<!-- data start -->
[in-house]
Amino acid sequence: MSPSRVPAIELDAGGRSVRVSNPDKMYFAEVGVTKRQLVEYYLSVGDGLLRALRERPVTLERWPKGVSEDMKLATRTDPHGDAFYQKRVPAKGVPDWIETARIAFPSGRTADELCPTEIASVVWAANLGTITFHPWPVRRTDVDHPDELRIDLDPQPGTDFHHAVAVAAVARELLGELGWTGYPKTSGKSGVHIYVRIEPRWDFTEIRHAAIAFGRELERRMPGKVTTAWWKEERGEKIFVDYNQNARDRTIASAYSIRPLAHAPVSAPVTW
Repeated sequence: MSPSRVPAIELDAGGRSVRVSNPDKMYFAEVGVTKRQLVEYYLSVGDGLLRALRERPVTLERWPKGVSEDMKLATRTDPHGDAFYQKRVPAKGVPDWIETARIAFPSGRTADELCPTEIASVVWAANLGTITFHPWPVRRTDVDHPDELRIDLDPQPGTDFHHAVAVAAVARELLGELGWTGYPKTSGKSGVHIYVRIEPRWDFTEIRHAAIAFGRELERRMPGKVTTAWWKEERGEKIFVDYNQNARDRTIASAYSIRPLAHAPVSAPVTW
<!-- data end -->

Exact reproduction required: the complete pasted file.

[in-house]
Amino acid sequence: MSPSRVPAIELDAGGRSVRVSNPDKMYFAEVGVTKRQLVEYYLSVGDGLLRALRERPVTLERWPKGVSEDMKLATRTDPHGDAFYQKRVPAKGVPDWIETARIAFPSGRTADELCPTEIASVVWAANLGTITFHPWPVRRTDVDHPDELRIDLDPQPGTDFHHAVAVAAVARELLGELGWTGYPKTSGKSGVHIYVRIEPRWDFTEIRHAAIAFGRELERRMPGKVTTAWWKEERGEKIFVDYNQNARDRTIASAYSIRPLAHAPVSAPVTW
Repeated sequence: MSPSRVPAIELDAGGRSVRVSNPDKMYFAEVGVTKRQLVEYYLSVGDGLLRALRERPVTLERWPKGVSEDMKLATRTDPHGDAFYQKRVPAKGVPDWIETARIAFPSGRTADELCPTEIASVVWAANLGTITFHPWPVRRTDVDHPDELRIDLDPQPGTDFHHAVAVAAVARELLGELGWTGYPKTSGKSGVHIYVRIEPRWDFTEIRHAAIAFGRELERRMPGKVTTAWWKEERGEKIFVDYNQNARDRTIASAYSIRPLAHAPVSAPVTW